“O’Brien TKO’s Bailey” could well have been the headline, rather than “O’Brien slams RVL”.

Perhaps Danny O’Brien might learn from this. Being the self-proclaimed gatekeeper of integrity among trainers can sometimes come back and bite you on the arse. He might also now understand how some of his fellow trainers and one particular ex-mate felt when he had to endure similar innuendoes and rumours over a “positive” , which was deemed by the Disciplinary Board to have not been deliberately administered.

From where Bailey sits there is precious little he can learn from this that he would or should not have already known. It’s called common sense, which is a mandatory requirement of being a Chief Steward. It is about not only being hard and tough but fair, but about being seen to be tough- but fair. It is about earning respect. And you don’t earn respect if you behave as if you are above the laws of racing. No, it’s not, and has never been a popularity contest, and inevitably there are many who will seek to undermine you at every opportunity.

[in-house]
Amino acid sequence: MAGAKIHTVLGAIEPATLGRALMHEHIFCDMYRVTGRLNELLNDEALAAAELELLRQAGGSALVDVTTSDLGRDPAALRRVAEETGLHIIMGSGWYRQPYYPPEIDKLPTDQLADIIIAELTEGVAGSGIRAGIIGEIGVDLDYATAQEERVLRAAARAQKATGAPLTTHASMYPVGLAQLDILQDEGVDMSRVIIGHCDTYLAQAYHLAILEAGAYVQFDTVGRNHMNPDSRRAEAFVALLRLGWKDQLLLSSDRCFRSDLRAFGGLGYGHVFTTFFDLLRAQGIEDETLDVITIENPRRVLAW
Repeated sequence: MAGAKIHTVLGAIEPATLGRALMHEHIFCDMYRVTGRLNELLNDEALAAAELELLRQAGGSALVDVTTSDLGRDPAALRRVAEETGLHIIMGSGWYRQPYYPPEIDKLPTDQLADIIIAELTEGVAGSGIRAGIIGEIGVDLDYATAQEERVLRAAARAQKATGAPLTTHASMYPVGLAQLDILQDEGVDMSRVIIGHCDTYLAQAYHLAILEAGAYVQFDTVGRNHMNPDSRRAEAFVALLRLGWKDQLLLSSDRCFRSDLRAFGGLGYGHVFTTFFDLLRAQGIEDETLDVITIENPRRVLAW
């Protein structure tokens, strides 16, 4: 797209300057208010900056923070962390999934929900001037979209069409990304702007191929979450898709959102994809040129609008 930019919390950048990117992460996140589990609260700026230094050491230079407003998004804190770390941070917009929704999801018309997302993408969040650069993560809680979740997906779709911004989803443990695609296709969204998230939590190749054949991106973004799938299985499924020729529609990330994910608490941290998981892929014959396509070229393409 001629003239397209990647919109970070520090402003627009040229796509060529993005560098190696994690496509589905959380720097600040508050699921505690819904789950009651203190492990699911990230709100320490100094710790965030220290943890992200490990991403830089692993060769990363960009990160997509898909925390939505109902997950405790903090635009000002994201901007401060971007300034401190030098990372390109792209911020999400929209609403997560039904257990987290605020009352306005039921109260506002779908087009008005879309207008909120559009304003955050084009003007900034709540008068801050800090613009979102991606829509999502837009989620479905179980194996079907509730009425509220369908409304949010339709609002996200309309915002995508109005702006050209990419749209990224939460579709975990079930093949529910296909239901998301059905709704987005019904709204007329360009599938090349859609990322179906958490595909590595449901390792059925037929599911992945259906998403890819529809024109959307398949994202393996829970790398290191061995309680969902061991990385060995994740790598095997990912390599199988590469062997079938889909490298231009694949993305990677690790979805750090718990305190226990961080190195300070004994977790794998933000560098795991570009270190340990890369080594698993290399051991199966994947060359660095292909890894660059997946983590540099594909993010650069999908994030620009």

BUT if you treat everyone with the respect they deserve until they “out” themselves then it significantly dilutes the impact of those that attempt to destabilize those whose responsibility it is to police the rules and uphold the integrity of racing.

Grandstanding will make you a nowhere man ,Terry. We have witnessed it first-hand in NSW and watched a 360-degree turnaround.

Ask yourself this question, Terry: Have you ever made a mistake and stuffed up just like every other licensed person in racing? Work it out from there and you may just resurrect your reputation and that of your “team”.

This entry was posted in Australian horse racing industry, Hong Kong Jockey Club, Hong Kong Racing, Horse Racing, Racing NSW, The horse racing industry, Victorian Racing Club and tagged , , , , , , , . Bookmark the permalink.